Cue a lot of cool new gadgets, the presence of franchise newbies Tatum, Berry, Pascal, and Bridges (seemingly the only people who work for Statesman – until the end, that is), a side trip to the Glastonbury Music Festival that actually includes a scene where Eggsy (Egerton) asks his girlfriend, Tilde (Alström), if she’s okay with him having sex with another woman (Delevingne), the sorry spectacle of Elton John having been persuaded to send up his image from the Seventies and encased in ever more ridiculous stage outfits (he’s been kidnapped by Poppy – of course), a physics defying stunt involving a cable car that at least has the benefit of a terrific one-liner as its pay-off, Harry being cured of his retrograde amnesia but still seeing butterflies (don’t ask), Poppy’s robot attack dogs Bennie and Jet (geddit?), and several plot threads that are left dangling like so much silly string.

There’s more, a lot more, but if there’s one area where the movie lets itself, and the audience, down, it’s with a disastrous sub-plot involving the US President (Greenwood) and his so-called “war on drugs”. Poppy’s plan is to infect the millions of addicts who use her drugs with a deadly chemical that will kill them. Unless the President agrees to her demand to make all drugs legal, then she’ll withhold the antidote. Publicly, the President appears to agree to her terms, but privately he has no intention of saving anyone, reasoning that if all the drug addicts in the world are dead, then illegal drugs will become a thing of the past because there’ll be no one around to take them. There is a twisted sense of logic there – barely – and it could have been made to sound semi-plausible, but the President’s flippant, couldn’t-care-less attitude seems more of a rebuke to the current real-life incumbent than any properly considered character design. And leading on from the President’s decision, the movie opts to provide audiences with the unsettling and seriously off-kilter sight of thousands of victims of Poppy’s plan being herded into cages and stacked on top of each other within the confines of a US football stadium (is there a message here?).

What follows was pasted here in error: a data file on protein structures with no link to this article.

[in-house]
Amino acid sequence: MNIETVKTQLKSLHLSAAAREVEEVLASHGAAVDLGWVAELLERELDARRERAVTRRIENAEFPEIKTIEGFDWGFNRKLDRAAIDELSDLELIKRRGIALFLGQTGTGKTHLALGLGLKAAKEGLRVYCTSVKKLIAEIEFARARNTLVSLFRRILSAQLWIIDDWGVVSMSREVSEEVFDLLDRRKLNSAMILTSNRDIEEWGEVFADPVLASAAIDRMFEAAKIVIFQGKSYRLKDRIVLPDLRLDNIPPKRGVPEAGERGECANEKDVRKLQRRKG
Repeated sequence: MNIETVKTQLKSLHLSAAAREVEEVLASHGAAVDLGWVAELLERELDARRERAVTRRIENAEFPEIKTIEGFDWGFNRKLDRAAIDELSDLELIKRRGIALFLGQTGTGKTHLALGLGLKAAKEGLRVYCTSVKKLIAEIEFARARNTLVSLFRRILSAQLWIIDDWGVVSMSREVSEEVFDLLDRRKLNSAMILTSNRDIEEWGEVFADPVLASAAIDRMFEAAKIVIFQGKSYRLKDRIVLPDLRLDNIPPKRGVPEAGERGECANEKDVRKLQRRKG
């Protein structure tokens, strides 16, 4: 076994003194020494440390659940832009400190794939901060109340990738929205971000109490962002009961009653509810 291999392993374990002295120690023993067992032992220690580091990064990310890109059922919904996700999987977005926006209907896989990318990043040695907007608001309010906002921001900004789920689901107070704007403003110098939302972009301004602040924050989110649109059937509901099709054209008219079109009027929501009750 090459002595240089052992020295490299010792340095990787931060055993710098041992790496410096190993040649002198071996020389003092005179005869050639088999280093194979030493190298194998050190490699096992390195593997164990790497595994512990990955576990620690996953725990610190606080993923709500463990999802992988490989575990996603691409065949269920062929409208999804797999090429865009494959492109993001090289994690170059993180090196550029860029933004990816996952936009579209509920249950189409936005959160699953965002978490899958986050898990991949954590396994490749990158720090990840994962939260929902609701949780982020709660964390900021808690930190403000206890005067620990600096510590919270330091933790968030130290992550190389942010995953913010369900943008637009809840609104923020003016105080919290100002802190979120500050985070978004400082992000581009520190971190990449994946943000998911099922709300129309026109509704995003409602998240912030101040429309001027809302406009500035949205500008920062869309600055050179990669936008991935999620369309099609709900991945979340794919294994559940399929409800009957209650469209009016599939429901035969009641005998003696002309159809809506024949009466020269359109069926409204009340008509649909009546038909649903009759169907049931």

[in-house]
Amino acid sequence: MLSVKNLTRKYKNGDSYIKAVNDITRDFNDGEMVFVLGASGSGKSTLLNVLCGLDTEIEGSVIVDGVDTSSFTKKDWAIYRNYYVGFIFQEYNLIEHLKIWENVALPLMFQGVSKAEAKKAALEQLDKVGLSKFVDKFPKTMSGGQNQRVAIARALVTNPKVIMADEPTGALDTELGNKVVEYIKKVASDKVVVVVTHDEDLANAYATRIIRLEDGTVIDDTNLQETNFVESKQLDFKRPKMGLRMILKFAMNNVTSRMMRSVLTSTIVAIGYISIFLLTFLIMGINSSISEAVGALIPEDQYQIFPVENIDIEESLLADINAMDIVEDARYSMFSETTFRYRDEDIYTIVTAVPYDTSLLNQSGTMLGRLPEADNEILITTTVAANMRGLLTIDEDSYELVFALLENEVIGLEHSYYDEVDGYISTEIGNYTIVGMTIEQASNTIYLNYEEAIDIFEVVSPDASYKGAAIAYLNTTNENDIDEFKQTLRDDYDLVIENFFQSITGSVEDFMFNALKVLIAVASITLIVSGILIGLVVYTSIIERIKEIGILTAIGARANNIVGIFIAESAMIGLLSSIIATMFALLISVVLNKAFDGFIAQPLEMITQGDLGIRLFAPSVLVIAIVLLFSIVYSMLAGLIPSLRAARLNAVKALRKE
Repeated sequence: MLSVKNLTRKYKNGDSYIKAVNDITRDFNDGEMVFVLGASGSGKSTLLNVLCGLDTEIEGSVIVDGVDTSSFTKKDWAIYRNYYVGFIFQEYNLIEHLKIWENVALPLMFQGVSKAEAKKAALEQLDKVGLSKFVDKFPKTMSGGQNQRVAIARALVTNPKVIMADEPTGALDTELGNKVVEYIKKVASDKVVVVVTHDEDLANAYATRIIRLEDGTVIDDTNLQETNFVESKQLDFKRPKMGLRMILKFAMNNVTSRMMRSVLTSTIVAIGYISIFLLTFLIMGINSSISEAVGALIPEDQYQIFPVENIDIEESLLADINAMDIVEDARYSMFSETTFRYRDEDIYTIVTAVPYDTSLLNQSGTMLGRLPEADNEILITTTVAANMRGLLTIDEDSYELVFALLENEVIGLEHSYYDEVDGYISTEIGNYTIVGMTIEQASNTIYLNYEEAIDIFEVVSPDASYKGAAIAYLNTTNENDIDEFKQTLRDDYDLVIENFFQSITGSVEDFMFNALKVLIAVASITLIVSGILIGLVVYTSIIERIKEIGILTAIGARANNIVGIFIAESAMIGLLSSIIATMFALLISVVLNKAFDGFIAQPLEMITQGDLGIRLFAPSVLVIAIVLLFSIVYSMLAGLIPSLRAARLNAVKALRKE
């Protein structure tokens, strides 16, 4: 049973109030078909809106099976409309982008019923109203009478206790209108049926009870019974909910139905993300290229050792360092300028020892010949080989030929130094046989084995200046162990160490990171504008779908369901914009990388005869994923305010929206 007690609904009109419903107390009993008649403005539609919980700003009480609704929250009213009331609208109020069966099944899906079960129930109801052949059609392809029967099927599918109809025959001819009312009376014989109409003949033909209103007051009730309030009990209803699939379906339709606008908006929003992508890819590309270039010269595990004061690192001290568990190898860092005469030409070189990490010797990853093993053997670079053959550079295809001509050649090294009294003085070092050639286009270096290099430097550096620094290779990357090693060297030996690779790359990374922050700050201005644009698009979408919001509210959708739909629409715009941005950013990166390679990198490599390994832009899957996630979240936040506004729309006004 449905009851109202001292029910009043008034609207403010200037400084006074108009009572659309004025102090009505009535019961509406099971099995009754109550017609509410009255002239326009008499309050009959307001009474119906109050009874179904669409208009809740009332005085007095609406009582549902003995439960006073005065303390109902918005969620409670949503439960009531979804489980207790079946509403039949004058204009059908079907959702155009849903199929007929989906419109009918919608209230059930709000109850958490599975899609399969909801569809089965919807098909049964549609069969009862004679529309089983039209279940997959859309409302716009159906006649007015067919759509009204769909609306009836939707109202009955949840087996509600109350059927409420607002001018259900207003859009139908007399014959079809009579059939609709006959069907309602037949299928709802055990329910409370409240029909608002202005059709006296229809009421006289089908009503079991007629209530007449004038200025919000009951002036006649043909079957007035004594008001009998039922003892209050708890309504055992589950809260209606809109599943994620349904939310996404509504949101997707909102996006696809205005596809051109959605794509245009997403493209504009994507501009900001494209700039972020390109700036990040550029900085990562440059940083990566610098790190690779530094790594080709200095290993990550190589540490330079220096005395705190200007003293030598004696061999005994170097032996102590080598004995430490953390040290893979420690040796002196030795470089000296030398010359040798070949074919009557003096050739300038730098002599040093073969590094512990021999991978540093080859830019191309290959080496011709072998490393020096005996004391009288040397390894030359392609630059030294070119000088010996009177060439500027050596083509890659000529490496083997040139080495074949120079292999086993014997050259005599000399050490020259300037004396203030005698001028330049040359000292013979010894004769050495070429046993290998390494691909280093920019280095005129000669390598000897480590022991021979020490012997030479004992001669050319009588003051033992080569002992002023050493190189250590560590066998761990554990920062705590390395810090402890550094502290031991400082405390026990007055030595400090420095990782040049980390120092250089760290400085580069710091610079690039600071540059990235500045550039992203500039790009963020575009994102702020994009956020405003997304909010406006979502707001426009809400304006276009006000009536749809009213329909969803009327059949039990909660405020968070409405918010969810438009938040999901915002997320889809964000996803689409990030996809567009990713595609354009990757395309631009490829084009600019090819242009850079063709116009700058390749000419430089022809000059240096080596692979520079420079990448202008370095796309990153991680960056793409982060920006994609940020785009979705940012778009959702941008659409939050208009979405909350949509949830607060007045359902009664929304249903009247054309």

This time around the comedy is muted in favour of a more serious approach, but it’s as haphazardly sewn into the fabric of the movie as everything else. The action sequences, particularly an opening display of vehicular mayhem on the streets of London, and the final showdown at Poppyland, have been shot and edited with a view to making the fight choreography flow as quickly as possible within the frame, but as a result, details are lost and much of what can be seen seems to involve as much posing as it does fighting. Against all this, the performances are adequate, though Strong and Berry are on better form than the rest, while there are odd instances – a bar fight that echoes the original’s pub brawl, but with Harry coming off worst; Merlin singing Take Me Home, Country Roads by John Denver at a crucial moment – where the viewer can see glimpses of what might have been, but overall there aren’t enough to warrant a better appreciation of a movie that’s slackly directed, confuses sentiment for depth in its treatment of the relationship between Harry and Eggsy, and which doesn’t try hard enough to match the style and energy of its predecessor.

Rating: 5/10 – with the prospect of a third movie just over the horizon, Kingsman: The Golden Circle is the point where the service should hang up its tailoring shingle and head off into early retirement; a disappointing sequel that shows a flare for inconsistency throughout, it offers shallow pleasures for those who want that sort of thing, but will prove a more difficult experience for those expecting a repeat of the giddy heights of the first movie.